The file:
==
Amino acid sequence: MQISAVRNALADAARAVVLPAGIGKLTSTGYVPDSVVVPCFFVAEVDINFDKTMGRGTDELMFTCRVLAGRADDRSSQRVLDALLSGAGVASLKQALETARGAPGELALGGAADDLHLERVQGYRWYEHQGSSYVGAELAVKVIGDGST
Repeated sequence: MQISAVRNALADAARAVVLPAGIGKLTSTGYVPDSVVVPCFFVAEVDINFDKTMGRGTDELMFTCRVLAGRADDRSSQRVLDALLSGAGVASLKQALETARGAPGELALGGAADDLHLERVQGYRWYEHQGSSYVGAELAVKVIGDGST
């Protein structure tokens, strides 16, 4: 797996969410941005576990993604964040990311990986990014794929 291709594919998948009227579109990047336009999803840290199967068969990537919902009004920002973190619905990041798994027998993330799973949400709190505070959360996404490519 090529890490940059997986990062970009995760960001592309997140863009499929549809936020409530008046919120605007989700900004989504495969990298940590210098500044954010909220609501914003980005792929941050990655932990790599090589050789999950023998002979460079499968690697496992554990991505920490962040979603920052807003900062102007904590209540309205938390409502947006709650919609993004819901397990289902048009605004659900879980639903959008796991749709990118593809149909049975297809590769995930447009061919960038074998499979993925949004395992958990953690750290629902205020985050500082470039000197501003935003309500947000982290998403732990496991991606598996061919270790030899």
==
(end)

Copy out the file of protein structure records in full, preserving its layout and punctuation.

Amino acid sequence: MQISAVRNALADAARAVVLPAGIGKLTSTGYVPDSVVVPCFFVAEVDINFDKTMGRGTDELMFTCRVLAGRADDRSSQRVLDALLSGAGVASLKQALETARGAPGELALGGAADDLHLERVQGYRWYEHQGSSYVGAELAVKVIGDGST
Repeated sequence: MQISAVRNALADAARAVVLPAGIGKLTSTGYVPDSVVVPCFFVAEVDINFDKTMGRGTDELMFTCRVLAGRADDRSSQRVLDALLSGAGVASLKQALETARGAPGELALGGAADDLHLERVQGYRWYEHQGSSYVGAELAVKVIGDGST
């Protein structure tokens, strides 16, 4: 797996969410941005576990993604964040990311990986990014794929 291709594919998948009227579109990047336009999803840290199967068969990537919902009004920002973190619905990041798994027998993330799973949400709190505070959360996404490519 090529890490940059997986990062970009995760960001592309997140863009499929549809936020409530008046919120605007989700900004989504495969990298940590210098500044954010909220609501914003980005792929941050990655932990790599090589050789999950023998002979460079499968690697496992554990991505920490962040979603920052807003900062102007904590209540309205938390409502947006709650919609993004819901397990289902048009605004659900879980639903959008796991749709990118593809149909049975297809590769995930447009061919960038074998499979993925949004395992958990953690750290629902205020985050500082470039000197501003935003309500947000982290998403732990496991991606598996061919270790030899």